Microsoft stores to 'pop up' on October 26

The list of more than 60 locations for the shops included New York, San Francisco, Las Vegas, Vancouver and Toronto
Scores of real-world Microsoft stores will "pop up" in the United States and Canada on October 26 to showcase the technology giant's latest gadgets including the new Surface tablet computer.

Scores of real-world Microsoft stores will "pop up" in the United States and Canada on October 26 to showcase the technology giant's latest gadgets including the new Surface tablet computer.

Microsoft websites on Tuesday promised that temporary, holiday-season shops with a "curated collection of Microsoft's coolest products" would open their doors on the date.

"Microsoft is excited to expand on its existing retail footprint to deliver an assortment of best-in-class products and a premium retail experience to new locations," the US tech giant said in a statement when the shops were announced.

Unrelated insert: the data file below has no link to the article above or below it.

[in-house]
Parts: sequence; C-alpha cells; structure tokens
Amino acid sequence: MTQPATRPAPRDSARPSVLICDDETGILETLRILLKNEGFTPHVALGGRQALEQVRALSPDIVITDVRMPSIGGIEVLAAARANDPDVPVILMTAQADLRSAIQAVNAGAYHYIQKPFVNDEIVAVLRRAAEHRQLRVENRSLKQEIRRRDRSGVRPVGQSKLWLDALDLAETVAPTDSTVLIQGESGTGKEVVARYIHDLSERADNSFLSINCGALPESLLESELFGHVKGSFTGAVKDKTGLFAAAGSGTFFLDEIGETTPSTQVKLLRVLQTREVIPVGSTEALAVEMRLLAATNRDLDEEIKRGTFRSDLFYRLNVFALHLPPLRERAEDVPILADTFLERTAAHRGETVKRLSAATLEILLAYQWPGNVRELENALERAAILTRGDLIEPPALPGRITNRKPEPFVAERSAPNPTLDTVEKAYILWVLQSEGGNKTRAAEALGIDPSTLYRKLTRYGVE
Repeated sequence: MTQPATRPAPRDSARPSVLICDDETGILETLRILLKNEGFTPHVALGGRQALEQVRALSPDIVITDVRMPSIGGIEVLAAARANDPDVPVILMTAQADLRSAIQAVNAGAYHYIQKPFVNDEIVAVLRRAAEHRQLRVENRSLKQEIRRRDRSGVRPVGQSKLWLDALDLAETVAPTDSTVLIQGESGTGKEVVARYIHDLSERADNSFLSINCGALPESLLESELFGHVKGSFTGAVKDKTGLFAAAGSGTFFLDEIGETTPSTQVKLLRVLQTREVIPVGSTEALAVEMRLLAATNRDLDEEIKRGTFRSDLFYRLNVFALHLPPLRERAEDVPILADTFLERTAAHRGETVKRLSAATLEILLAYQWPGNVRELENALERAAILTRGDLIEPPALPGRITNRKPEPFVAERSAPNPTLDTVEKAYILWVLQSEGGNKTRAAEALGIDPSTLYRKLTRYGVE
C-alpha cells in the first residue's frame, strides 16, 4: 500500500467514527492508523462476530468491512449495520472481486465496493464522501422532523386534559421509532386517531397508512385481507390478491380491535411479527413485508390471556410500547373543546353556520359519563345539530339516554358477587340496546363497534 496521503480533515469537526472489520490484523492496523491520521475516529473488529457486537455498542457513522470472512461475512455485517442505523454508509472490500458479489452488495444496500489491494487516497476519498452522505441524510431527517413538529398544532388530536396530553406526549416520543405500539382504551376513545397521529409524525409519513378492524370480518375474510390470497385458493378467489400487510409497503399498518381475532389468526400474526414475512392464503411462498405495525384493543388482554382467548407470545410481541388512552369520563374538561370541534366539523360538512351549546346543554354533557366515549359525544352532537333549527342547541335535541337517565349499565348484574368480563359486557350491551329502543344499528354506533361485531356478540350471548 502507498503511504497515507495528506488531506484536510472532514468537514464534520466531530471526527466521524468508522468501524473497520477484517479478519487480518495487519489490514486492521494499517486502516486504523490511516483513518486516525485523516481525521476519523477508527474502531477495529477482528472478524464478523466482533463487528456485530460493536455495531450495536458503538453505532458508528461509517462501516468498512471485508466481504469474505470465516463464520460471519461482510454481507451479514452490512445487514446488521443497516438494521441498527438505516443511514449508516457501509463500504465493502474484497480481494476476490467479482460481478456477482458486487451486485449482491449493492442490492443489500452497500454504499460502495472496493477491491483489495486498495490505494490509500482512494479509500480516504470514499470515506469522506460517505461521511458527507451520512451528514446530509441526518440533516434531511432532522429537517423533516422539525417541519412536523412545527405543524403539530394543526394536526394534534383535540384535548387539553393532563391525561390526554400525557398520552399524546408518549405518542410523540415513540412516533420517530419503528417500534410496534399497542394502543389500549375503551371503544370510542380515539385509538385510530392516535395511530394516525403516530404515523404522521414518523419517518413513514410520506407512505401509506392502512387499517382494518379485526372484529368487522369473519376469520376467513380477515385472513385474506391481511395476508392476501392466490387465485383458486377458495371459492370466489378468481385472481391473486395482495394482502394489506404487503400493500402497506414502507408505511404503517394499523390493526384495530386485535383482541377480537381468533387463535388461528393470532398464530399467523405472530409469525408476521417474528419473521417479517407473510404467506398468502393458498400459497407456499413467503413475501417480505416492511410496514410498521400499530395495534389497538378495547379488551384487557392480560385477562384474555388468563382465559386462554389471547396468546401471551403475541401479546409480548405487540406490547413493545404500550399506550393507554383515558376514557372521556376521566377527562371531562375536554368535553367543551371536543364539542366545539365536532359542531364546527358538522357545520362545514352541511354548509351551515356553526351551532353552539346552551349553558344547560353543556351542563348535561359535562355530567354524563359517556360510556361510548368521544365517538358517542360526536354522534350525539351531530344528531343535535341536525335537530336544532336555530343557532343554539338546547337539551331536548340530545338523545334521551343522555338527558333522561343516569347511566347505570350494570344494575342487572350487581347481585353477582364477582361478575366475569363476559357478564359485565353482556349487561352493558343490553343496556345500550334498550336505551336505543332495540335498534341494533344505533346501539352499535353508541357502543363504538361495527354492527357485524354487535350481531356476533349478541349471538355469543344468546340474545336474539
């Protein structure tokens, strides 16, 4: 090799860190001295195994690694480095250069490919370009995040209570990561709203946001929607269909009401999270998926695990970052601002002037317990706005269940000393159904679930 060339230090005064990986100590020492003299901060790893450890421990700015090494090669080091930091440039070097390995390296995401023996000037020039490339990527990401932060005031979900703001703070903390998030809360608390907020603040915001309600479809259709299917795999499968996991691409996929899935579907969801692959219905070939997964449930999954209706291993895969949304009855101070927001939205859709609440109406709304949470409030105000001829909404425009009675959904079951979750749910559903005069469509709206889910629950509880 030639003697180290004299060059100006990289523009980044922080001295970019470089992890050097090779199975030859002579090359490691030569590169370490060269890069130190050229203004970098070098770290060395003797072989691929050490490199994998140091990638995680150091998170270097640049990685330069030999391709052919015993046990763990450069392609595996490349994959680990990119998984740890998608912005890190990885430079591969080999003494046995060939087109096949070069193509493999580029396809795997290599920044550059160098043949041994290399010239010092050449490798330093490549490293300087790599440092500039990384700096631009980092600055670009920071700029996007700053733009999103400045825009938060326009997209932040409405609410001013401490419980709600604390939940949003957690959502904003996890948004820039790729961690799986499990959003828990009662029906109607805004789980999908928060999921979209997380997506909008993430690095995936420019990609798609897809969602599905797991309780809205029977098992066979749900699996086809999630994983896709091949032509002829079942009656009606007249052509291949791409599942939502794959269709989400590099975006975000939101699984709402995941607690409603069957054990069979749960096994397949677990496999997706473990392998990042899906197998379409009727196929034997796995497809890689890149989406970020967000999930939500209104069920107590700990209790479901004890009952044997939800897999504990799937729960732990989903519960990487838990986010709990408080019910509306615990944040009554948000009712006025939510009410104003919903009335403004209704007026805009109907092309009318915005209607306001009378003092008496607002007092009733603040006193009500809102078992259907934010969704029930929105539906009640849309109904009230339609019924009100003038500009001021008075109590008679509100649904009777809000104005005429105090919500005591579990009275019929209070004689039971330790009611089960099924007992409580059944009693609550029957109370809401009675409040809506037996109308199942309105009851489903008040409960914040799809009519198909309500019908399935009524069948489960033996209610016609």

"The holiday stores continue to offer customers the opportunity to learn new and get the most out of their Microsoft-enabled devices."

The list of more than 60 locations for the shops—known as pop-ups because they have short or seasonal commercial leases—included in New York, San Francisco, Las Vegas, Vancouver and Toronto.

The company, which has been in the process of opening permanent retail stores in several US cities, is seeking to break into the for tablet computers with Surface, set to be released October 26.

Surface tablets are powered by new generation Windows 8 software set for release at the same time. Microsoft shops are likely to feature arrays of Windows 8 devices made by hardware partners.

Surface, which will compete against the market-leading and others, features a flip-out rear "kickstand" to prop it up like a picture frame and a cover that, when opened, acts as a keypad so tablets could be switched into "desktop" mode for work tasks.


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(c) 2012 AFP

Citation: Microsoft stores to 'pop up' on October 26 (2012, October 2) retrieved 30 October 2020 from https://phys.org/news/2012-10-microsoft-october.html
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